In attempting to stimulate risk appetite by taking “safe” assets out of the market, the Fed has actually achieved precisely the opposite of stimulating productive investment. First, it has turned bond markets into a race to the bottom as bond flippers end up piling into the very assets that the Fed is trying to discourage ownership of — because who cares about low yields when the Fed will jump in at an even lower price floor, thus assuring the bond flippers a profit? Second it has energised other safe asset markets (such as gold) as longer term investors look for alternatives to preserve their purchasing power in the context of a global economic depression.
The Fed is firing at the wrong target; the real problem — the thing that is causing investors to scramble for safe assets — is an economic depression brought on by (among other non-monetary causes) the deleveraging costs of an unsustainable debt bubble. Without addressing the problem of excess total debt — and quantitative easing aims to increase lending — recovery remains distant.
However, there seems little prospect that the Fed will listen to those like Steve Keen who actually predicted the crisis. The likelihood is that the Fed will continue to attempt to take safe assets out of the market to “stimulate risk appetite”. And after treasuries, what is there left for Fed try to take out of the market?
Izabella Kaminska writes in FT Alphaville:
Fed purchases are the equivalent of hoarding the system’s supply of safe assets on the Fed’s own balance sheet, and in so doing preventing private investors — especially money market investors – from investing in the assets on favourable terms.
While this is mostly the point of QE — the idea, after all, is to stimulate risk appetite and cause investors to change their portfolios — a continued lack of risk appetite means the money created, rather than flowing into risky securities as hoped, is only crowding out the last remaining safe securities in the market instead. The consequences are negative rates and principal destruction — a lethal combination that is arguably far more dangerous and deflationary than no QE at all.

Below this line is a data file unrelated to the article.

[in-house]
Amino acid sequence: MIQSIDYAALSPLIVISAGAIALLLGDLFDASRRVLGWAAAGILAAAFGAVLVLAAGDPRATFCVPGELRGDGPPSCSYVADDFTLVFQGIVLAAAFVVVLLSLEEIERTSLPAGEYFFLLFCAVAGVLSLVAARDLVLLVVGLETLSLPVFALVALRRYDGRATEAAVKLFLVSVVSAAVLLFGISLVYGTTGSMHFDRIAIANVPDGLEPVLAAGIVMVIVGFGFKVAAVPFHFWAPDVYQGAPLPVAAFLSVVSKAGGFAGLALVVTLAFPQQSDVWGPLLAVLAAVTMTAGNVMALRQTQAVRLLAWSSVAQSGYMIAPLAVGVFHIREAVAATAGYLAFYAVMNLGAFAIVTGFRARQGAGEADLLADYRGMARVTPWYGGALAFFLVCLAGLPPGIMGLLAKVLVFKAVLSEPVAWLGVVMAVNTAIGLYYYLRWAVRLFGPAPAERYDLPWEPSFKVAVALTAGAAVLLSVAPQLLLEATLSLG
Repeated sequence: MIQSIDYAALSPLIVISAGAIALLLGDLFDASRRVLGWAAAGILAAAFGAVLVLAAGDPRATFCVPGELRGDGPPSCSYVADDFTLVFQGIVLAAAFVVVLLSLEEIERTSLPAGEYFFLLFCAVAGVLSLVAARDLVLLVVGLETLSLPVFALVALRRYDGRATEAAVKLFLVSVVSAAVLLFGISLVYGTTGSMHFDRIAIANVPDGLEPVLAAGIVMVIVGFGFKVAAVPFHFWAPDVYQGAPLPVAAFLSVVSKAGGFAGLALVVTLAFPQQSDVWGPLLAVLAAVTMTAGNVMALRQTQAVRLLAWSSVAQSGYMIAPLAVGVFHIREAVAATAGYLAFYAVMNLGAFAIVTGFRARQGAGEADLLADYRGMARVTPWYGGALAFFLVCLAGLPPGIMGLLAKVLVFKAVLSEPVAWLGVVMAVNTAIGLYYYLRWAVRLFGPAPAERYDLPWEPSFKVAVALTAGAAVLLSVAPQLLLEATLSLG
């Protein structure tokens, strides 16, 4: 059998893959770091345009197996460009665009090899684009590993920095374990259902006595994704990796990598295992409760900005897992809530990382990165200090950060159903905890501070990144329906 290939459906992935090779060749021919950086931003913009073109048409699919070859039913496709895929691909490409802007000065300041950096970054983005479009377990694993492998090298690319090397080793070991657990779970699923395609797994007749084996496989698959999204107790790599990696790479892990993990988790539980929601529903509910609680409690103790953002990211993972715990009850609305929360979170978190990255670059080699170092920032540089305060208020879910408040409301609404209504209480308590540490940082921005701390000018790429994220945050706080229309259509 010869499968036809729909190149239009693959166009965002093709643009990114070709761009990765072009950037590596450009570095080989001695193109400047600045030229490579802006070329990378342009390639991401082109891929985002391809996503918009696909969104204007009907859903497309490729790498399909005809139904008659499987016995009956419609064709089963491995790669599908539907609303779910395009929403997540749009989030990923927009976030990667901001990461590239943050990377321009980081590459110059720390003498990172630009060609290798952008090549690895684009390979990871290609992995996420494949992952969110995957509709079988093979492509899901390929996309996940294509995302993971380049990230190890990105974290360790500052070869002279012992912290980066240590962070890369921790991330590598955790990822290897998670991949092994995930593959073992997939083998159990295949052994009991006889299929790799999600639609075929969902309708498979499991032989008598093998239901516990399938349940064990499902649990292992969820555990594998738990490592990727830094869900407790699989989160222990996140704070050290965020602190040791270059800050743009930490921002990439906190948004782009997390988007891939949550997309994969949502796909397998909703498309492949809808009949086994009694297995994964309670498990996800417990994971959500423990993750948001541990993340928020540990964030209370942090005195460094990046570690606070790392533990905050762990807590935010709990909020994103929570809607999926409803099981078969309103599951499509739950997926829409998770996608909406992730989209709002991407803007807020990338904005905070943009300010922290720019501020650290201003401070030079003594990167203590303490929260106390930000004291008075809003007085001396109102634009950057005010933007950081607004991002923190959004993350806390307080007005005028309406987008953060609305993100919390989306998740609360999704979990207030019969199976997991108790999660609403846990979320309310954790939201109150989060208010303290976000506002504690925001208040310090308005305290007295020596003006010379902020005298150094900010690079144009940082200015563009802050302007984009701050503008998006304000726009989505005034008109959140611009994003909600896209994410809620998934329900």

The idea that the Treasury could once again become the gold buyer of last resort, in exchange for liquidity, is interesting to say the least. Not only would such a strategy ease the squeeze in the Treasury market, it would do so without compromising the liquidity effects of QE.
What’s more it could help to support and stabilize the gold price, while taking zero-yielding safe assets out of the system in favour of yield bearing ones — giving money markets a fighting chance for survival in terms of yields.
While gold purchases have never been communicated as official central bank policy, there’s no denying that a shift in this direction is taking place. Be that wittingly or unwittingly.
A little behind the curve.
Bernanke has already heavily targeted yields on treasuries which have absorbed liquidity that has departed from productive ventures. But in recent years gold has offered a significantly increased return over treasuries.
So what’s a central banker who wants to force investors into productive ventures to do? You can’t print gold — but you can buy it, and take it out of the marketplace.
And as the price of gold (in fiat) continues to rise, buying gold is exactly what Western central bankers may do.
Just as Roosevelt went out of his way to remove gold from the marketplace, the central bankers of today may eventually determine to do the same thing.
The main question if such an event were to occur is just how compulsory such purchases might be…